Pastoral Resource Ministries, Inc.
An Outreach Resource Ministry
A Ministry for the Millennium
Words of Inspiration for the Week of April 25, 2004
To contact
Pastor Thelma Gilbert

For more information write or call us at:
Pastoral Resource Ministries, Inc.
P.O. Box 7232, Bloomfield, CT 06002
Phone (860) 243-2168 - Fax: (860) 242-1838
email:
prministrie@snet.net
"Mercy - Part 1"
"Blessed are the merciful for they shall obtain mercy" (Matthew 5:7).

One might ask the question, what does the word mercy mean?  The word "mercy' could be defined as 1) a power
to forgive or be kind; 2) pity; 3) compassionate; 4) a blessing; or 5) harmless.  Mercy is one of the major
characteristics missing in the world today.  So many people put themselves before others.  The majority of the
times it is about "me, myself and I."

In the above text, Matthew 5:7, Jesus' fifth beatitude is indeed one of the greatest saying in the New Testament.  It
is a beatitude that brings happiness to the heart of one who has lived a life characterized by mercy.  It is the one
beatitude that requires us to establish a better attitude and human relationship with one another.

When we talk about an act or acts of mercy, we cannot help but remember the Biblical story recorded in Luke
10:30-35, the story of the "Good Samaritan," who helped a wounded man on the road to Jericho.  This is one of the
most superb classics on the subject of "Human Kindness" in the Word of God.  Luke just finished talking about
Jesus being rejected by the Samaritans in Luke 9:52.  In this story, Jesus' is to exalting the Samaritan to demonstrate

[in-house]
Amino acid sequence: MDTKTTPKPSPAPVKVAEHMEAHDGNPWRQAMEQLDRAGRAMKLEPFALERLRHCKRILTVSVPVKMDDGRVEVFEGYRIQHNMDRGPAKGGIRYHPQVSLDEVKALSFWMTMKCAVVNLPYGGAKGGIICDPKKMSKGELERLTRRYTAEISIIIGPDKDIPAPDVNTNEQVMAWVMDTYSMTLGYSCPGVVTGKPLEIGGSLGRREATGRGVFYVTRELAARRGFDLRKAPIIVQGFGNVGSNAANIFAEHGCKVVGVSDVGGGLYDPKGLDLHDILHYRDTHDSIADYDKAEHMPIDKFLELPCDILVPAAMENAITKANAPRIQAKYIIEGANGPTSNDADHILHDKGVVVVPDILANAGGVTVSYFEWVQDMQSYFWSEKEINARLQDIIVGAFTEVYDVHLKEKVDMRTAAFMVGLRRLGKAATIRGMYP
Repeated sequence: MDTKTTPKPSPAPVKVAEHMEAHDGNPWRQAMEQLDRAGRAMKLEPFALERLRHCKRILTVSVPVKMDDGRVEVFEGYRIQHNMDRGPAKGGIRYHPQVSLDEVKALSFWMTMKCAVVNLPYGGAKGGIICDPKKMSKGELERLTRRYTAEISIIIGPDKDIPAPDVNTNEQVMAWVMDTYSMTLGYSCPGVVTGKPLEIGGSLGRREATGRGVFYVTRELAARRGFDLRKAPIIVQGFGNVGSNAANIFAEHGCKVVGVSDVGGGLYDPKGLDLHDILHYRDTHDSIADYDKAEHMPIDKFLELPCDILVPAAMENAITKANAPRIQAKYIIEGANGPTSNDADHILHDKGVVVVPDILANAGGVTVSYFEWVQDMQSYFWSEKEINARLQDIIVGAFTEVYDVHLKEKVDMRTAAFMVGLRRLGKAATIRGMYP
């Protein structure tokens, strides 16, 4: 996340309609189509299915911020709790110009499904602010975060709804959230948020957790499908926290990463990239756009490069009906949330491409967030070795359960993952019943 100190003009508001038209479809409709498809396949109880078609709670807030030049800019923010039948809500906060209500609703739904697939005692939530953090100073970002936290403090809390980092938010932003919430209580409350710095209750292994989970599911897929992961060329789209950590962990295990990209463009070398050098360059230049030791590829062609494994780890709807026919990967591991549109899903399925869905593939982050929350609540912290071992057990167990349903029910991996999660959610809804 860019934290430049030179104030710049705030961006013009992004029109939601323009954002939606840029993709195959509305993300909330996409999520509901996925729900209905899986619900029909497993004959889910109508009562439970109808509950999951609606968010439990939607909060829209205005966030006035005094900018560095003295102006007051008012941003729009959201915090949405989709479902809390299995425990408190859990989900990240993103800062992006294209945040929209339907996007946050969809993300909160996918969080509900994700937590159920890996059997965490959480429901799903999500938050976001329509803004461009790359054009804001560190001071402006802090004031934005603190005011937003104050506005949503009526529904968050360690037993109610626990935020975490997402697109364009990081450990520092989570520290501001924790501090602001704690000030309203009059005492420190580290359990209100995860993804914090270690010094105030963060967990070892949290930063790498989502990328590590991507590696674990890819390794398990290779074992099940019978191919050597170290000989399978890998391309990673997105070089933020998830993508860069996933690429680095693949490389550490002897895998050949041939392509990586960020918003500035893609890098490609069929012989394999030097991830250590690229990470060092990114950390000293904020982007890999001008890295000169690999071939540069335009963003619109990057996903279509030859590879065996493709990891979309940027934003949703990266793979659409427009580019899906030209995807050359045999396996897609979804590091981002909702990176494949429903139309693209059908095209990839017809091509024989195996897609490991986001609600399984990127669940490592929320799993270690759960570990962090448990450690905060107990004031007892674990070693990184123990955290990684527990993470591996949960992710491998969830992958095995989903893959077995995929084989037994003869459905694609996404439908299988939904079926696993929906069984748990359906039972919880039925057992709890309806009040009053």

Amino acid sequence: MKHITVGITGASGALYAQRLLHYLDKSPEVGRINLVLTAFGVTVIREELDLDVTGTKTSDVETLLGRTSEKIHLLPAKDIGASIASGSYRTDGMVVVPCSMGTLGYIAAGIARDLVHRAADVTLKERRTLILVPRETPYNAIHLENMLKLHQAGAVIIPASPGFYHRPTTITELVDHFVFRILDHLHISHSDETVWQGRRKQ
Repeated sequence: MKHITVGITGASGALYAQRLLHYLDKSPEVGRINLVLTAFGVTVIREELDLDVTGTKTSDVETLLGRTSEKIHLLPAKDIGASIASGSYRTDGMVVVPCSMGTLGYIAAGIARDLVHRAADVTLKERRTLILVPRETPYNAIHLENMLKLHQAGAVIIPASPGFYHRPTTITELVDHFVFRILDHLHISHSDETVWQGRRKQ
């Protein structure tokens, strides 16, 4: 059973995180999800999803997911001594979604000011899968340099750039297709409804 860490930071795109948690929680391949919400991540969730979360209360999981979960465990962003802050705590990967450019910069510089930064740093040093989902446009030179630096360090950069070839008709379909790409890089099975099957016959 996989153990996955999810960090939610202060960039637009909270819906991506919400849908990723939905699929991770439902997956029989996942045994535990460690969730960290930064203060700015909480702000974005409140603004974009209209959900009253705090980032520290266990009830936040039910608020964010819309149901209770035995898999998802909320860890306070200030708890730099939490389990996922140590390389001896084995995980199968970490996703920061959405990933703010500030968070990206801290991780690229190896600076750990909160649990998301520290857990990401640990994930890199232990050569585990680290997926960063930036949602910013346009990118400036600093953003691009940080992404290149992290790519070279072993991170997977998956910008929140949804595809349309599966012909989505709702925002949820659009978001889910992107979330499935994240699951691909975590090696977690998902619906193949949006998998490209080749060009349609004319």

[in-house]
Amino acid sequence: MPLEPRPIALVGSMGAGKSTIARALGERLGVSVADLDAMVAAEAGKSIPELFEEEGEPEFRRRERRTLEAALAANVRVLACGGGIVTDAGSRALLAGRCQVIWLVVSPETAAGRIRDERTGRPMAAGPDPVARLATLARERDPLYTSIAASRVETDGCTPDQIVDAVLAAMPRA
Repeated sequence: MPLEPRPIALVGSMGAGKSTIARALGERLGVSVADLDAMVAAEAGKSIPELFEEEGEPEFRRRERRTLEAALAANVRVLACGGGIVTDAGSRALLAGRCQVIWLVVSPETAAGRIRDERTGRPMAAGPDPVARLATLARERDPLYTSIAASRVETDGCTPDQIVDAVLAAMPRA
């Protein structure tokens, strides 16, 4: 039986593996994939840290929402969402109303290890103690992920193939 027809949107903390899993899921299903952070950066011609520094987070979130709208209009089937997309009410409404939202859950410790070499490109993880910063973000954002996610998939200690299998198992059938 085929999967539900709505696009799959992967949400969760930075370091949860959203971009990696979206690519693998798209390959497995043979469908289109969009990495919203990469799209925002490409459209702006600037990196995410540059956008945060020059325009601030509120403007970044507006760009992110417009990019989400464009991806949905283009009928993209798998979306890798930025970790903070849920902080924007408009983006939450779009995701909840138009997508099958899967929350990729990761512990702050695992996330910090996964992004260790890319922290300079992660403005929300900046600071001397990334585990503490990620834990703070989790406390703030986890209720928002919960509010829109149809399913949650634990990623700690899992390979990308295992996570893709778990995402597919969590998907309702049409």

love as an example for all generations.

The kindness that the Samaritan rendered towards the man wounded on the road to Jericho was an act of "mercy."  
Why was it an act of "mercy?"  It was an act of mercy because the Good Samaritan first of all, used his "own time"
and stopped to help the wounded man.  Secondly, he uses his own resources to help the man.  Thirdly, since the
Jews and Samaritans did not get along with one another, he took the risk of losing his own life.  To this Samaritan,
as long as a life was restored to health, he felt that it was worth the chance of endangering his own life.  This
parable teaches us a great lesson, namely, that anyone who wishes to show mercy must be ready to pay a price for
it.

The Bible tells us, "Be devoted to one another in brotherly love. Honor one another above yourselves. Never be
lacking in zeal, but keep your spiritual fervor, serving the Lord" (Romans 12:10-11).  In this narrative the Good
Samaritan did not think about his own needs, but put another person's needs before his own.  He basically said to
the wounded man, "what's mine is yours' and I am going to share it with you."  The Samaritan demonstrated
brotherly love and mercy towards a wounded man who apparently was considered to be his enemy.  

Jesus himself was the "Kindest" man who ever lived.  It is said of Him, and it is still said, of no other in history, that
if all the deeds of Kindness that He did in three short years were written, the world would not contain the books
(John 21:25).

The question for all of us to ask ourselves every now and then is, "What kind of acts of mercy am I demonstrating
towards my fellowman, even those who are considered to be my enemies."  Think about it!

Be Blessed!
Pastor Thelma Gilbert, MA

"Beloved, let us love one another: for love is of God..." (I John 4:7)